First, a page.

The Foo Fighters have been one of the most commercially successful and recognizable hard rock bands of the last decade and a half. However, despite all their success in the mainstream world, they are still well respected by critics and serious music fans alike. The band holds just as much clout in underground communities as they do among the casual music listener. Forming right after the untimely passing of Kurt Cobain and the dissolution of Nirvana, Dave Grohl and company are one of the few bands who have been able to evolve over the years and be able to continue their success after the grunge explosion in the ’90s. The key to their sound has always been their ability to seamlessly meld hard rock agression with big, arena-ready hooks. And here at OurStage we have a similar group that strives to continue this aesthetic, Europa.
The Foo Fighters comparison is easily heard on Europa’s track “Same Old Song.” The first thing you will notice when listening to this song is that Europa’s lead singer Ryan Valiente’s voice shares an uncanny similarity to that of Foo Fighters’ frontman Dave Grohl. Take a listen to Foo Fighters’ song “No Way Back” and then listen to “Same Old Song” right after. If you didn’t know which song belonged to which band, it would honestly be difficult to differentiate between the two singers. Not only are both these songs really similar vocally, but they also share many similarities in more subtle areas; both songs share similar tempos, guitar tones, styles of riffs and drum patterns.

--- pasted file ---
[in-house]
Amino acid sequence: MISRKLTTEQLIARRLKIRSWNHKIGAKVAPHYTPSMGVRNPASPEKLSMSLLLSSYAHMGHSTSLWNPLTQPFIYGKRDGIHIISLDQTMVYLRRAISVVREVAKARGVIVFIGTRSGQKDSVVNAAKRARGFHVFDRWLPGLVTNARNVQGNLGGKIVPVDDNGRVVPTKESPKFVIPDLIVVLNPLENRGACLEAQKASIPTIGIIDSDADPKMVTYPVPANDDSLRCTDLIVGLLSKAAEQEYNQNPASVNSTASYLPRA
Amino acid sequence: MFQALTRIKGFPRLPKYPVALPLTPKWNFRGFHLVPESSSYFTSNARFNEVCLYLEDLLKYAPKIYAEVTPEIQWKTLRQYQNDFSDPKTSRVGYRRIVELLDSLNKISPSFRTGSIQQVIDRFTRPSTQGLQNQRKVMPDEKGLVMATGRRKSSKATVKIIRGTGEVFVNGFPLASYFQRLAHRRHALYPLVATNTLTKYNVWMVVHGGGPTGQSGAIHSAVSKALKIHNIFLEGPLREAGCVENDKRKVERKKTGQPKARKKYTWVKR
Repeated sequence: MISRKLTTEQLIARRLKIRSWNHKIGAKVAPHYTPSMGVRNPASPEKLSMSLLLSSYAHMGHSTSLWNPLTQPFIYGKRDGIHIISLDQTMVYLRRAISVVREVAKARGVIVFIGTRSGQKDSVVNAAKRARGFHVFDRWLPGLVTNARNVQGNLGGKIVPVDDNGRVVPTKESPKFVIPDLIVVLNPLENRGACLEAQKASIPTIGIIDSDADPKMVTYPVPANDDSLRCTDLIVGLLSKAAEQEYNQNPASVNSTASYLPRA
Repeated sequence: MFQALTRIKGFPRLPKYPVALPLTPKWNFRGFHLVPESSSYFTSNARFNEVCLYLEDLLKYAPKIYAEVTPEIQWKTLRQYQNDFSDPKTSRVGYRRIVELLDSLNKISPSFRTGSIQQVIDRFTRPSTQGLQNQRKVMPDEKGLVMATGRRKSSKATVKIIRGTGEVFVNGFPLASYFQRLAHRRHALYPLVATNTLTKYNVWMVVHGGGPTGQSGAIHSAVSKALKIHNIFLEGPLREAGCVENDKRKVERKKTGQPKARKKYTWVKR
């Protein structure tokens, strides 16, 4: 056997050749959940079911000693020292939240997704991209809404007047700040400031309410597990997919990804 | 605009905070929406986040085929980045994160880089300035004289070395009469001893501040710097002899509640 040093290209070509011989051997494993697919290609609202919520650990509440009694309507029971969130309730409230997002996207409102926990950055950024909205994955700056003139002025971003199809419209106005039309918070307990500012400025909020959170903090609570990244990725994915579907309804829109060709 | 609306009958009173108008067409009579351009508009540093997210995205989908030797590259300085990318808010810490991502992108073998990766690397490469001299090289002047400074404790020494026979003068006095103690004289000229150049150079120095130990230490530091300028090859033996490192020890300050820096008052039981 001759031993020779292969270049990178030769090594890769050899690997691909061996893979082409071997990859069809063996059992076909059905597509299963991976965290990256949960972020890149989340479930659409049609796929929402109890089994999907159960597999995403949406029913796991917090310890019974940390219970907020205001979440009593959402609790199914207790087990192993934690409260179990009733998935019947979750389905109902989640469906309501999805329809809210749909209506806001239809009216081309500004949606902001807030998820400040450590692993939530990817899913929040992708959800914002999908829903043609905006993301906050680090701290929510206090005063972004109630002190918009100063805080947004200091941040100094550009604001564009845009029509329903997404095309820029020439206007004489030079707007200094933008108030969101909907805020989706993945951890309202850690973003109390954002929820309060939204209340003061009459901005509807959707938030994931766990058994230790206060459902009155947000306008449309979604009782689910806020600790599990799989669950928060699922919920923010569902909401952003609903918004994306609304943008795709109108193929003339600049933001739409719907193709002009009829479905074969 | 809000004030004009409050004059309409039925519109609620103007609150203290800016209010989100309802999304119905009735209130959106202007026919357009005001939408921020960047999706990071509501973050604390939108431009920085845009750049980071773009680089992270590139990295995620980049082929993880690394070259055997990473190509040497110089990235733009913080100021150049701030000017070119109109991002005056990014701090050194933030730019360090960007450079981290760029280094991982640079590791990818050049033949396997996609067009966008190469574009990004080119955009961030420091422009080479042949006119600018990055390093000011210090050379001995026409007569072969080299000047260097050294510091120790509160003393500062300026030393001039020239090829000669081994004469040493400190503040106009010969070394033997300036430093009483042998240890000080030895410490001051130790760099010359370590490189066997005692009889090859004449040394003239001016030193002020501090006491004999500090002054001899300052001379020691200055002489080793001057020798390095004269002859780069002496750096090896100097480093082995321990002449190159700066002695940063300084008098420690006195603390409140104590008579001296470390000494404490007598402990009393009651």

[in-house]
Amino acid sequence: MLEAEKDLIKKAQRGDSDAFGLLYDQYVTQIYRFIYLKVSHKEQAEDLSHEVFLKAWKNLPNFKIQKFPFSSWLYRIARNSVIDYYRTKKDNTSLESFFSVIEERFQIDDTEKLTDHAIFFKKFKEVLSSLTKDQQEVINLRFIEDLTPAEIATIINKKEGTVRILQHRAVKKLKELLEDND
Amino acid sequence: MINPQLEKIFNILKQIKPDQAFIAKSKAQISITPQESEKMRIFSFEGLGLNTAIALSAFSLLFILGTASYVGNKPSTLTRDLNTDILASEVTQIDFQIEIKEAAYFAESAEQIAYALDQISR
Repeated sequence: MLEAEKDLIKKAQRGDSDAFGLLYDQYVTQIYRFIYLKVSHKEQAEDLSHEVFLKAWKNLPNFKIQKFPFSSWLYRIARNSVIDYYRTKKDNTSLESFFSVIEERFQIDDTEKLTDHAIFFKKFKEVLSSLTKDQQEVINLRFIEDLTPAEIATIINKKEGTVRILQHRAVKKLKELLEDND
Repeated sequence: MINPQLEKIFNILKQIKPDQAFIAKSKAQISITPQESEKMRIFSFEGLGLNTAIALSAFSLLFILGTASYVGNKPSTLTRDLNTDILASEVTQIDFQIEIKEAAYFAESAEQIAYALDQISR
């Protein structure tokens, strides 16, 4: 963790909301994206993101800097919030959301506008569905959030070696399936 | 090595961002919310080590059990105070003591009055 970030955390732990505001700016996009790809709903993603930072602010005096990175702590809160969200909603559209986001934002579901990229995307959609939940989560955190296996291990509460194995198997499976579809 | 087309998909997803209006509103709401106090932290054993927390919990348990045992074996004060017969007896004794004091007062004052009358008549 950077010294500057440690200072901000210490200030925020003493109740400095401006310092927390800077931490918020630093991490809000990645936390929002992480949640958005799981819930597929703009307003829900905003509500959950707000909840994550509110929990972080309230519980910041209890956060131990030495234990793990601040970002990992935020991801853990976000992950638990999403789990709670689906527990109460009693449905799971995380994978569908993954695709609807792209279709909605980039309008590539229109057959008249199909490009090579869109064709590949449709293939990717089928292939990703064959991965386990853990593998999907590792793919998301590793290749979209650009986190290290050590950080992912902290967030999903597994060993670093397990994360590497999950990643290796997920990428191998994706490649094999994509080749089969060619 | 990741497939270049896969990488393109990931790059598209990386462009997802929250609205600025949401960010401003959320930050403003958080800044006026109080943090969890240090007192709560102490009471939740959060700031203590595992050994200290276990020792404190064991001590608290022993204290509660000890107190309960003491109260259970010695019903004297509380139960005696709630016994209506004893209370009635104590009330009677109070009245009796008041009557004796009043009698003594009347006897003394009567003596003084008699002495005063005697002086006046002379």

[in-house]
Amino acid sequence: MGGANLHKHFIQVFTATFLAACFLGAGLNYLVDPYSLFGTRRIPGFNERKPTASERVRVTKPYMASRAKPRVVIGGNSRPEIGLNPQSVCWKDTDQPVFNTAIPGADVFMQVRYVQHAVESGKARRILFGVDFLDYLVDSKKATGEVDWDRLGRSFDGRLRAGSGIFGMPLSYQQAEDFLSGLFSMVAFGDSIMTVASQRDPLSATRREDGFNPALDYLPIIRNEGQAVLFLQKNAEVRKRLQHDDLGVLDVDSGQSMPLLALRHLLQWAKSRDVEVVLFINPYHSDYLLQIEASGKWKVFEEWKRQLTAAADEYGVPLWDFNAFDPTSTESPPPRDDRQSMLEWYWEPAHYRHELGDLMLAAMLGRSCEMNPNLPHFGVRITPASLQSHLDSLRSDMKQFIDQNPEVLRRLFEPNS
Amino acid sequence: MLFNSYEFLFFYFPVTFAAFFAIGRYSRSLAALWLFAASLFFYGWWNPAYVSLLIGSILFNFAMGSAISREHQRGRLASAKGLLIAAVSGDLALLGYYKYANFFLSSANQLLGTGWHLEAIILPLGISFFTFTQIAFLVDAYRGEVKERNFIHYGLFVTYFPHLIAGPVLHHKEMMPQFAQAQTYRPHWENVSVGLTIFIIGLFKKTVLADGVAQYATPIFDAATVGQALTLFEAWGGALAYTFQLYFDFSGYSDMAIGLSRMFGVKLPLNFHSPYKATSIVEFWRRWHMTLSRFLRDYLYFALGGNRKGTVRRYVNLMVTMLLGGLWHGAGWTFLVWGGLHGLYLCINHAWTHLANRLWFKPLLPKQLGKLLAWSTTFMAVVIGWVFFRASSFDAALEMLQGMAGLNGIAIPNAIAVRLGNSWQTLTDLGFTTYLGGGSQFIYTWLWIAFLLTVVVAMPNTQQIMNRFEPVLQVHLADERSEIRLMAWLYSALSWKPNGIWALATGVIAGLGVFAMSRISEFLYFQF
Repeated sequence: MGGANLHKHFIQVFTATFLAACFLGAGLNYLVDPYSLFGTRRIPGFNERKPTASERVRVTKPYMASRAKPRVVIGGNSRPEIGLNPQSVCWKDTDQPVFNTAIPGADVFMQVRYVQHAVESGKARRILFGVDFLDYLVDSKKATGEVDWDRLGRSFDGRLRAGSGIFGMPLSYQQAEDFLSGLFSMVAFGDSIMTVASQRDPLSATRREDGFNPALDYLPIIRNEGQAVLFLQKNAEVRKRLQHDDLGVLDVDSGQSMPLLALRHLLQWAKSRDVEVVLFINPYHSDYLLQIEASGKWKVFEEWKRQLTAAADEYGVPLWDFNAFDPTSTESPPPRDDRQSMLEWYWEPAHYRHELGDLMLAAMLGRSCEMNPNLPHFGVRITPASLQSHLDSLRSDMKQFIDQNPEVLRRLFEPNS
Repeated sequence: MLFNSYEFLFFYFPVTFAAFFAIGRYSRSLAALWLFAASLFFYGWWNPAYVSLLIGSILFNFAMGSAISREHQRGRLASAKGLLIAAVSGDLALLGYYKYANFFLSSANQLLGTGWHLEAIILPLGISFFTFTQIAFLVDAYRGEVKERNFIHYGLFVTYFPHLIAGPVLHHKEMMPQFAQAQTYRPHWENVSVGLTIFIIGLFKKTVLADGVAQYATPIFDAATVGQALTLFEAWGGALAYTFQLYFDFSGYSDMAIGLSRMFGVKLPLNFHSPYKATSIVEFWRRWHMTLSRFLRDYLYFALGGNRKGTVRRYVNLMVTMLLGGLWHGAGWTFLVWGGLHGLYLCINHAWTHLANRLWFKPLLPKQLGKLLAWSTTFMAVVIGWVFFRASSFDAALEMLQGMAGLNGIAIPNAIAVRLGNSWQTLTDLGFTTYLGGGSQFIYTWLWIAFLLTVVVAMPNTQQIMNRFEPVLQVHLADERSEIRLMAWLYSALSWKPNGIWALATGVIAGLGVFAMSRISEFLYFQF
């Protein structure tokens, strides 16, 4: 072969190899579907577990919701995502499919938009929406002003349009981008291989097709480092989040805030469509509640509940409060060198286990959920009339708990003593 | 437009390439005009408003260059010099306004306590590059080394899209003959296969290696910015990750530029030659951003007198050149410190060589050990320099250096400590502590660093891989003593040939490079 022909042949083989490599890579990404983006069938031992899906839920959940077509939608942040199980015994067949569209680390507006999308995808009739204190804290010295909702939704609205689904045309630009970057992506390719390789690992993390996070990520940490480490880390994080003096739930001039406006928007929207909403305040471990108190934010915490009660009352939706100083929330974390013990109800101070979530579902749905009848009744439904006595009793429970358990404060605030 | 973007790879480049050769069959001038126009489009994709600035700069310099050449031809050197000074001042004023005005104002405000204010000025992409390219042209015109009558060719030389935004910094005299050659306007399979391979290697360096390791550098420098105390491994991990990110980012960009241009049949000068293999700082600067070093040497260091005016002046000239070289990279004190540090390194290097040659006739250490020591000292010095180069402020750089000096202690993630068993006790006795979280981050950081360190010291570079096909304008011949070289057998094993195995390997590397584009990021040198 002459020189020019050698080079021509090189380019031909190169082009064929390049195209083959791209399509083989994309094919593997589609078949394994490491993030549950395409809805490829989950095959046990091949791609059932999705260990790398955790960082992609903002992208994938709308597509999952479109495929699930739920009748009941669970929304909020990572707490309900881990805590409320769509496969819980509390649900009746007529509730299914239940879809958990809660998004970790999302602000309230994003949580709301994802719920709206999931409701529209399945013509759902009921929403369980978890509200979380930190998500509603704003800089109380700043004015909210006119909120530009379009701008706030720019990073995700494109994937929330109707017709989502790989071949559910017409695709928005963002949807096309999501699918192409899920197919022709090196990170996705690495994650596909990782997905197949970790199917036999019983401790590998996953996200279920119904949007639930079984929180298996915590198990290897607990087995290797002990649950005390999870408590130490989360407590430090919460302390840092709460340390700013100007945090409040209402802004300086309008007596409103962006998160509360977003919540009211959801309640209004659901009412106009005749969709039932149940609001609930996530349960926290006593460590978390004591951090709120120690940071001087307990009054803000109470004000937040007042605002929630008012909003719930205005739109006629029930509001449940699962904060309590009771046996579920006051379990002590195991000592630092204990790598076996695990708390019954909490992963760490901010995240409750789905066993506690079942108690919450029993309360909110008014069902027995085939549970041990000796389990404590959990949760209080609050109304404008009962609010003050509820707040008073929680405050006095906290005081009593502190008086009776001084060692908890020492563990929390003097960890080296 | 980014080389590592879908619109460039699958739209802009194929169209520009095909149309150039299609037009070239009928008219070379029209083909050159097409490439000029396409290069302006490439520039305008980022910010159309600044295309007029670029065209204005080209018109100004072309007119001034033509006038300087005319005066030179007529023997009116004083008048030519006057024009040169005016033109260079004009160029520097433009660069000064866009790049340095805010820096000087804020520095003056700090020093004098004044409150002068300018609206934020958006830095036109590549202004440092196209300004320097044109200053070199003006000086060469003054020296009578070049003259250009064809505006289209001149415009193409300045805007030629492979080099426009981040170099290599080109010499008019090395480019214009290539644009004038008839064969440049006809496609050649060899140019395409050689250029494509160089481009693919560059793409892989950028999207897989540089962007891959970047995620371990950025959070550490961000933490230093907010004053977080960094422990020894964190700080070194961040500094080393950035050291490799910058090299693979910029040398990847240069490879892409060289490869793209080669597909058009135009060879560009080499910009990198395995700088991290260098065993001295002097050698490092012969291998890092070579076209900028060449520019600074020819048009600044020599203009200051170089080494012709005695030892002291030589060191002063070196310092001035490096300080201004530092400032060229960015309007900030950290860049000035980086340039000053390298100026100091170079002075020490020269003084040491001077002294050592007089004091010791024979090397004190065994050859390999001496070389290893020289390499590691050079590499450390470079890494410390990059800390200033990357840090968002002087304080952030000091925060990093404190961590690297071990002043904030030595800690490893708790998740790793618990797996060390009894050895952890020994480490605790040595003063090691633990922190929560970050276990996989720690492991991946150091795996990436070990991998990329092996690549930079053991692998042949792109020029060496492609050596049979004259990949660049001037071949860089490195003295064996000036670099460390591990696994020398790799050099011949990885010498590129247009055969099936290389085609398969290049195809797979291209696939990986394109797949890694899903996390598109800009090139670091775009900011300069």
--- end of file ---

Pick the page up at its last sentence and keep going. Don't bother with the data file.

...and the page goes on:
“Can You Believe” is another song that shows how well Europa can write memorable and catchy hard rock songs. Beginning with a soft, ominous guitar part and delicate vocals, the song quickly picks up momentum during the first verse with the entrance of drums and some chunky, palm muted guitar. The chorus of the song is where it really gets rocking though, with loud guitars, big cymbal crashes and a vocal melody that really sounds huge. It’s catchy and simple enough that anyone can sing along with it, and it isn’t hard to imagine this song being played in a huge stadium with everyone singing the lyrics back at the band. During the bridge, the band also get to show off their technical ability with some impressive fretwork.
While they certainly have a flair for the epic and dramatic, Europa are not afraid to branch off into the experimental. “Filthy Feathers” is a song that begins with an instrumental section based around a repeated bass line. While this bass line loops itself, distorted guitars are used to create feedback over it. A short verse leads into a high octane chorus with pounding drums and shredding guitars. The song ends in a wash of shouted vocals and distorted guitars, evoking the memories of bands like Nirvana or Pixies. “Butcher” is an instrumental track in a similar vein with aggressive drumming, feed-backing guitars and tenacious riffs.
Europa continue to prove that great songs don’t need polished production or Autotune, and that alternative rock can be catchy but still retain its aggressive roots.
You can buy Europa’s album Weapons here.